With the Balkans securely held, the Continent was immune against British intervention, and Undertaking Barbarossa could be launched. The original Directive No. 21 of 18th December, 1940, had envisaged an attack on or soon after 15th May, 1941, and had indicated that orders for deployment would be issued eight weeks earlier -- that is, in mid March. In fact, on 13th March a Supplement To Directive 21 was issued, over the signature of Keitel, laying down rules for the administration of occupied Russia, and outlining the special tasks assigned to the Reich Leader Of The SS -- that is, Heinrich Himmler. These tasks, it was stated, were entirely outside the jurisdiction of the Armed Forces: they were determined by the necessity to settle the conflict between two opposite political systems and to lay the basis for a political administration. A fortnight later the sudden revolt in Yugoslavia had convulsed the Balkans and Hitler's timetable. But the preparations continued. On 1st May, after the military collapse of Yugoslavia and Greece, Hitler decided to summon representatives of Finland, Hungary, and Romania and explain the massive build up of forces on the eastern front, in which they too were to play a part. They were to be told -- but as late as possible -- that the major offensive which we plan in the west entails the establishment and maintenance of a higher state of preparedness in the east.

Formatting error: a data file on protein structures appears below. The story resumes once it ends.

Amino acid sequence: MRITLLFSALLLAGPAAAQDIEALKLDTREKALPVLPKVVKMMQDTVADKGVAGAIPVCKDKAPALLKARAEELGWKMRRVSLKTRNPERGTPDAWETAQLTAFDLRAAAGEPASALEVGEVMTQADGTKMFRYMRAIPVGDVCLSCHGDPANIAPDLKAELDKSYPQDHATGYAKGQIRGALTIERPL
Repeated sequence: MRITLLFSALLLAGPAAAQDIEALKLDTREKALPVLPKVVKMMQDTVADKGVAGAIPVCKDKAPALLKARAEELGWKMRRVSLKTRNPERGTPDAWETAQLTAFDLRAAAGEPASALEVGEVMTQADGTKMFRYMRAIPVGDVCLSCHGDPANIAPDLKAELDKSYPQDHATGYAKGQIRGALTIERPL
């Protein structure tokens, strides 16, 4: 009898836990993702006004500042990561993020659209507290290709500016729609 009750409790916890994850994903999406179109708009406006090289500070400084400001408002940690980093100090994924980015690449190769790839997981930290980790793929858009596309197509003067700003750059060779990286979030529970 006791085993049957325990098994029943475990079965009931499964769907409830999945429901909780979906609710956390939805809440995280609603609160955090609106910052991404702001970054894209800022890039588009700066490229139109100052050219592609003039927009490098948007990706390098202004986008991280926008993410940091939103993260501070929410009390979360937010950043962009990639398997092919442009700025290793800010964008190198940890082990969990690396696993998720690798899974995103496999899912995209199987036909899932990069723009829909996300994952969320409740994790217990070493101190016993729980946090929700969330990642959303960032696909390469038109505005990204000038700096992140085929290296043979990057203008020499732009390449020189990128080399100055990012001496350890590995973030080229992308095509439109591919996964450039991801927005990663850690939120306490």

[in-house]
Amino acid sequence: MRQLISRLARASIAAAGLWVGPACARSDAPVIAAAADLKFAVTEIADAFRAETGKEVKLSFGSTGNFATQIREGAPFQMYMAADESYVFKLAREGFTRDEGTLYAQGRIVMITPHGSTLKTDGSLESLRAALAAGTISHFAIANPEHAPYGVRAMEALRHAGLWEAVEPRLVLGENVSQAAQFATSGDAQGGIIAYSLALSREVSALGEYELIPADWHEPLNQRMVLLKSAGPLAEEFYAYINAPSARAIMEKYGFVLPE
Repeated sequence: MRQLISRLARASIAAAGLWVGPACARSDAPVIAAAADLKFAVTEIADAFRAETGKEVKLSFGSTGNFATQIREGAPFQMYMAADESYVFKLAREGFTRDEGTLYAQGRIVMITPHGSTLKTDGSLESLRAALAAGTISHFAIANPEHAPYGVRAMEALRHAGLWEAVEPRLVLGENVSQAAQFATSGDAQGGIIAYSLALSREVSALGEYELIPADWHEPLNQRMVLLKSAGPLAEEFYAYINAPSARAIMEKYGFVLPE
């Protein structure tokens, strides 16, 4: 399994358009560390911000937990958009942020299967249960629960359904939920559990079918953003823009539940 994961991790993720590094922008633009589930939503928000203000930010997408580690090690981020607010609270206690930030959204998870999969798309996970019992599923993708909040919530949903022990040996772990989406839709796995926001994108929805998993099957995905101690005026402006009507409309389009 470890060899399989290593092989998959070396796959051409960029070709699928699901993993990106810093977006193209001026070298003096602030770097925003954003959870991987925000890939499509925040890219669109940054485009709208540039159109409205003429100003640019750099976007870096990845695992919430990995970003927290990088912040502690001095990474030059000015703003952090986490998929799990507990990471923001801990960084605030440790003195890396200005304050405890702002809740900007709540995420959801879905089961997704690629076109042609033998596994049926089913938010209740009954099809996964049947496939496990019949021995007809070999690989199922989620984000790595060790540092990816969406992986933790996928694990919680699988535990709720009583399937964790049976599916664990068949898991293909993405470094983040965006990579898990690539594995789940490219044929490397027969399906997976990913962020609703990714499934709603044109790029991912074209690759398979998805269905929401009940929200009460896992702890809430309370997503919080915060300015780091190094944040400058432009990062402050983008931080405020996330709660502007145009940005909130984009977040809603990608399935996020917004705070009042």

By 11th June Hitler was already looking ahead, beyond the expected lightning victory in Russia. On that date Directive No. 32 was drafted. The draft, which is unsigned, was sent to the Commanders In Chief of the three Services as a provisional basis for work on 19th June. Three days later the German Armies advanced into Russia. On 30th June Amendments to paragraph B. 2 (a) and (b) were issued. The Amendments are not significant. The form presented here incorporates the final Amendments.